FROM THE RECTOR: CELEBRATE ASCENSION
Our celebration will begin on Ascension Eve, Wednesday, May 24, with Solemn Evensong at 6:00 PM. On Ascension Day, Thursday, May 25, there will be a Sung Eucharist at 12:10 PM. Dr. David Hurd will play an organ recital at 5:30 PM. And at the 6:00 PM Solemn Mass, we will welcome the Reverend Michael Basden to the pulpit. Father Basden was last in the pulpit at Saint Mary's on Friday, September 14, 2001, for Holy Cross Day. He and his wife, Jill Basden, had arrived at Saint Mary's rectory on Sunday evening, September 9. I and many others will always be grateful for their presence here during that difficult week.
Michael retired in 2015 after serving for fifteen years as rector of Trinity-by-the-Cove Church, Naples, Florida, during which time the parish grew in size and mission. He is serving now as a consultant to congregations in his own diocese of Southwest Florida and in the diocese of Chicago. He and I were both in parishes in the diocese of northern Indiana before I came to New York and he went to Florida. It will be great to welcome him back to Saint Mary's on Ascension Day.
Our Episcopal Church observes Ascension Day as one of its seven principal feasts. As I try to write briefly about the celebration, the first words of the Letter to the Hebrews come to mind, "In many and various ways God spoke of old" (Hebrews 1:1). Some words from the Articles of Religion also come to mind, "It is not necessary that Traditions and Ceremonies be in all places one, or utterly like; for at all times they have been divers, and may be changed according to the diversity of countries, times, and men's manners, so that nothing be ordained against God's Word" (The Book of Common Prayer , 874).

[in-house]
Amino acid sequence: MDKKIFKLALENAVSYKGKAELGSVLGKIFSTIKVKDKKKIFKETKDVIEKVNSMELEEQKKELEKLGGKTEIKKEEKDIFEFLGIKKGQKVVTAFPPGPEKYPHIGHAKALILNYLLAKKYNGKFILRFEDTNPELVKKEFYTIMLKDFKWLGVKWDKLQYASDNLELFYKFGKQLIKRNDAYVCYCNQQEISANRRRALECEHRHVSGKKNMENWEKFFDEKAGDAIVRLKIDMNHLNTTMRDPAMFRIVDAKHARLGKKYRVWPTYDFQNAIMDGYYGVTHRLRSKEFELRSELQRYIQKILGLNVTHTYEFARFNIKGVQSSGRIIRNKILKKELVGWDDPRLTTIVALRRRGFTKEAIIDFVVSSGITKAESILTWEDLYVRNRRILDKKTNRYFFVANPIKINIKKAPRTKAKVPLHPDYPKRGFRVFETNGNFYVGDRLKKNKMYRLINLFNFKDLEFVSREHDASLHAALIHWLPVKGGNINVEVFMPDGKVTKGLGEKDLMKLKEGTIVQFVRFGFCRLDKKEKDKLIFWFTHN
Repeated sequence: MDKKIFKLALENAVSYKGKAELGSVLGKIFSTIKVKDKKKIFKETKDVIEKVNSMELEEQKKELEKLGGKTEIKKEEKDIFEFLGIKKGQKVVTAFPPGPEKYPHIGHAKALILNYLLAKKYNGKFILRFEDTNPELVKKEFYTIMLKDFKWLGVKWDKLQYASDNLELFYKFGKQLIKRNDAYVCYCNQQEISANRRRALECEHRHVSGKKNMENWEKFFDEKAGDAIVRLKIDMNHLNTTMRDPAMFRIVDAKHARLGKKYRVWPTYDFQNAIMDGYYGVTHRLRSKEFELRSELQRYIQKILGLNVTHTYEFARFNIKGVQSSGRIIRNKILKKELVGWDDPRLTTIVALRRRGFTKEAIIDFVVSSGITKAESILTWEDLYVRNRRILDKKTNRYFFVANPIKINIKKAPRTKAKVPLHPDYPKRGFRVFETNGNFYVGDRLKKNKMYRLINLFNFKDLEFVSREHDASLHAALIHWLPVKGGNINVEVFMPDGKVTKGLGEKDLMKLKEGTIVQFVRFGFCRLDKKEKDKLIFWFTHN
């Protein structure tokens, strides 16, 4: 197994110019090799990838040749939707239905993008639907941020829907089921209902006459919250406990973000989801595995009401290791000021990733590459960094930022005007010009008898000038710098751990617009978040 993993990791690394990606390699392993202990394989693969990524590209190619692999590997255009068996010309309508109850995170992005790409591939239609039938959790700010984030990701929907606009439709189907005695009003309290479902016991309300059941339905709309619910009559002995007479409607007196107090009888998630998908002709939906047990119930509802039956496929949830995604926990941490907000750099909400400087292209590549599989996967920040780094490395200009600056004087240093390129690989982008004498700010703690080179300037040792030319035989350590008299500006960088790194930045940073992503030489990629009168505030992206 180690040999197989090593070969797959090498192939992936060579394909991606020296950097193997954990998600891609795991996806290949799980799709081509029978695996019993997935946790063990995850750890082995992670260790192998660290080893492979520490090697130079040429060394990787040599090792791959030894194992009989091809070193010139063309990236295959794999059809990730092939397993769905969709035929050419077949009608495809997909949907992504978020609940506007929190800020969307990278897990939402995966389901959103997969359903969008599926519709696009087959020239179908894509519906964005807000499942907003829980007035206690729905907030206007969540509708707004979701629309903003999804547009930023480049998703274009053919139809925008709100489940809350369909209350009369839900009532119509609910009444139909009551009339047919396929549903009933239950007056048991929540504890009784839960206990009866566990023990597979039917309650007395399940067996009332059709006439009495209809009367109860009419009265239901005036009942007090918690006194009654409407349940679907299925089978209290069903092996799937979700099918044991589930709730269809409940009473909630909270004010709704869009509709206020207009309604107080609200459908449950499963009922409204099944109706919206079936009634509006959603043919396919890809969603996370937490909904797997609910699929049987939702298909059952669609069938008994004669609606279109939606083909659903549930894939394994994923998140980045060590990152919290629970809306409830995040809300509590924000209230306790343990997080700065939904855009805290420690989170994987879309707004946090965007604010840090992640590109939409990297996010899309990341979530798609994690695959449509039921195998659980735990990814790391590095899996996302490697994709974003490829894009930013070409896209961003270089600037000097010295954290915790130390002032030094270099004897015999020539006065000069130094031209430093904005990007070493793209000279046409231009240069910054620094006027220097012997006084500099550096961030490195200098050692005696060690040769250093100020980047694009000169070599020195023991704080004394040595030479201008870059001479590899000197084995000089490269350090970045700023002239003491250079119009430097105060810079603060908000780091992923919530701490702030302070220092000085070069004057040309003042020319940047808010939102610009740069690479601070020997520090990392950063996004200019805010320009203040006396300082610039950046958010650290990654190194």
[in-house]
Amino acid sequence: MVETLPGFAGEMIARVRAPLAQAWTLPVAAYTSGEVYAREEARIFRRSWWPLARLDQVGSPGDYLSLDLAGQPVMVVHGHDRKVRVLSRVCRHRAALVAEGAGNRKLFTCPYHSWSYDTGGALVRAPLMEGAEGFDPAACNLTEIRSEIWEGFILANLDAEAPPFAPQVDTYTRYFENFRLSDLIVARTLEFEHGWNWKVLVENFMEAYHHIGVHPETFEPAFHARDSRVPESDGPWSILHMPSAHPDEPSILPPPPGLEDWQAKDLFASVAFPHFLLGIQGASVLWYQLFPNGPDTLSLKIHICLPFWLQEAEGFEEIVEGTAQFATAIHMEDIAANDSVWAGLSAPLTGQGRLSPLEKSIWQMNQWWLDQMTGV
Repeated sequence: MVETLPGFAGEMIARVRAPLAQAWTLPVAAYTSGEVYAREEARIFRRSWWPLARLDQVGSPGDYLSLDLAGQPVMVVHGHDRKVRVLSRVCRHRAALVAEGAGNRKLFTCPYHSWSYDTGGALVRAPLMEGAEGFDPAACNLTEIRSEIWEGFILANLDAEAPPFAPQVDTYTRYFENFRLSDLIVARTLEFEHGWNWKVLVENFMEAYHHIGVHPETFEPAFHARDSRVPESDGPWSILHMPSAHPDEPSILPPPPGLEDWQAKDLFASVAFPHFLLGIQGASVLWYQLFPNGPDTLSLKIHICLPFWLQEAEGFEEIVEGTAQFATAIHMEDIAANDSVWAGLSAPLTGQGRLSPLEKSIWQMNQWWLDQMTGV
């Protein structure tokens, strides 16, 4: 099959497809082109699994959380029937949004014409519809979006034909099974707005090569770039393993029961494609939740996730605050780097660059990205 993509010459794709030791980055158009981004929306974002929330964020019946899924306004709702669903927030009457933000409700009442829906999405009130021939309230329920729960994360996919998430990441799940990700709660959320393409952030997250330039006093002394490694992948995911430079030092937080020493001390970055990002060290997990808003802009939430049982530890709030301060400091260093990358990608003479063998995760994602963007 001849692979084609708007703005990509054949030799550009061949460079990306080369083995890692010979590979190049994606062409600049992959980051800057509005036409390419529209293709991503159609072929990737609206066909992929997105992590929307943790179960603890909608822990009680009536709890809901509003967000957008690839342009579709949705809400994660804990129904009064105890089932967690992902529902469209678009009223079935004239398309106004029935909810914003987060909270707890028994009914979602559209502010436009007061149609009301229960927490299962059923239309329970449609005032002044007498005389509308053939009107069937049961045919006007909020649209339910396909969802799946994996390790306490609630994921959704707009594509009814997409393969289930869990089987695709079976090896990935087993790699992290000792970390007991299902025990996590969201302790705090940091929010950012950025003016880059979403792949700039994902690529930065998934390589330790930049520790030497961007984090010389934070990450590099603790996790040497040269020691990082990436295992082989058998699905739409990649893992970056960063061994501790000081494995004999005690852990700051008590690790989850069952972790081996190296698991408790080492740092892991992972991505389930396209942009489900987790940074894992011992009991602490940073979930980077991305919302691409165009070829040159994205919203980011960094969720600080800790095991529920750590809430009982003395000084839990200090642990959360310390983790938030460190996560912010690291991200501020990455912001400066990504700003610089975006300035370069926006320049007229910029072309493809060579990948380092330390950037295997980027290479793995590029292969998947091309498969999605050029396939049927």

At the end of the second century, there are references to a fifty-day period that begins with Easter Day and concludes on the fiftieth day following the Sunday of the Resurrection (P. Bradshaw and M. Johnson, The Origins of Feasts, Fasts and Seasons in Early Christianity , 70). These fifty days are known as "Pentecost"-"Pentecost" comes from the Greek word for "fifty." Though this fifty-day period will rate a mention in the canons of the First Council of Nicaea in A.D. 325 as "the days of Pentecost" (Canon 20: no kneeling allowed), Pentecost is already losing ground, as it were, to other practices.
The Spanish Council of Elvira in A.D. 305 describes Pentecost as a day, not a period (Origins, 72). Across the fourth century, the celebration of the Lord's Ascension, following the chronology of the Acts of the Apostles, on the fortieth day of the season, increases as the importance of Pentecost as a season decreases. Bradshaw and Johnson write, "In addition to the existence in many places of a special emphasis on the first week of the season, in Constantinople, Rome, Milan and Spain the fiftieth day itself came to be celebrated as the commemoration of the gift of the Spirit, while in other places-including Jerusalem-both the Ascension and the gift of the Spirit were celebrated together on that day" (Origins, 74).
I hope the fifty-day Easter Season, along with Ascension Day, will be around for a long time. At this point in my own journey with Christ, there's not enough Easter in our world. Christ is risen, and as Matthew's Risen Jesus says, he is with us "always, to the close of the age" (Matthew 28:20). -Stephen Gerth
OUR PRAYERS ARE ASKED FOR Ivy, Vera, Ralph, William, Phyllis, John, Rita, Grady, Clint, Michael, Charlie, Robert, Rick, Patricia, Primi, Jerry, May, Marahl, Heidi, Takeem, Barbara, Jean, Dennis, George; Sidney, deacon; Horace, Ross, Mitties, Gaylord, Harry, Louis, and Edgar, priests; all victims of war, persecution, poverty, famine, and disaster; all those injured in Times Square on Thursday; the members of our Armed Forces on active duty, especially Mark; and the repose of the souls of Alyssa Elsman and Erling Gottfried Olsen . . . GRANT THEM PEACE . . . May 21: 1878 Elizabeth Smith Harris; 1889 Susie A. Murran; 1890 John William Lloyd; 1896 Augustus Aspinwall Barney; 1906 Katherine Lathrop Elmendorf Rogers.
THE FRIDAYS OF THE EASTER SEASON are not observed by acts of discipline and self-denial.